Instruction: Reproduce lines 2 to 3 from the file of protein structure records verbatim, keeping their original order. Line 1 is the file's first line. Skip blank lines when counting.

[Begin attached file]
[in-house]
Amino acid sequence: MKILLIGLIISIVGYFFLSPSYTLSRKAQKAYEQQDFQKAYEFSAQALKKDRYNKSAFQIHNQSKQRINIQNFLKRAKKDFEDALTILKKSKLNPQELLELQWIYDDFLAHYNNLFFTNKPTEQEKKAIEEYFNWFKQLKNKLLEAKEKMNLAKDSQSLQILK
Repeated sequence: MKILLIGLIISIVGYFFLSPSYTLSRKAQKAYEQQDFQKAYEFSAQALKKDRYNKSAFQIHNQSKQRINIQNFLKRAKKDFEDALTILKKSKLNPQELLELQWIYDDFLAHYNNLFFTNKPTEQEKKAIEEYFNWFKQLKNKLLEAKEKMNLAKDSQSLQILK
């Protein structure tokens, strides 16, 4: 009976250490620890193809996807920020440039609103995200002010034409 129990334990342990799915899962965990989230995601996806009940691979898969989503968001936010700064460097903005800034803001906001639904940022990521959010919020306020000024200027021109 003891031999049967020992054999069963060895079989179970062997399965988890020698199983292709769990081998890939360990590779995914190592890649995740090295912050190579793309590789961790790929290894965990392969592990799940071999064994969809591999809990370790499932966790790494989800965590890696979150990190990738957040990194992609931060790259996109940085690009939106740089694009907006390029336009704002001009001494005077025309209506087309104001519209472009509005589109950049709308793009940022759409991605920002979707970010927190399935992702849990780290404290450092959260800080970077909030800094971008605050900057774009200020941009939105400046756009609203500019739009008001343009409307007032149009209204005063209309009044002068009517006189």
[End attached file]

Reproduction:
Amino acid sequence: MKILLIGLIISIVGYFFLSPSYTLSRKAQKAYEQQDFQKAYEFSAQALKKDRYNKSAFQIHNQSKQRINIQNFLKRAKKDFEDALTILKKSKLNPQELLELQWIYDDFLAHYNNLFFTNKPTEQEKKAIEEYFNWFKQLKNKLLEAKEKMNLAKDSQSLQILK
Repeated sequence: MKILLIGLIISIVGYFFLSPSYTLSRKAQKAYEQQDFQKAYEFSAQALKKDRYNKSAFQIHNQSKQRINIQNFLKRAKKDFEDALTILKKSKLNPQELLELQWIYDDFLAHYNNLFFTNKPTEQEKKAIEEYFNWFKQLKNKLLEAKEKMNLAKDSQSLQILK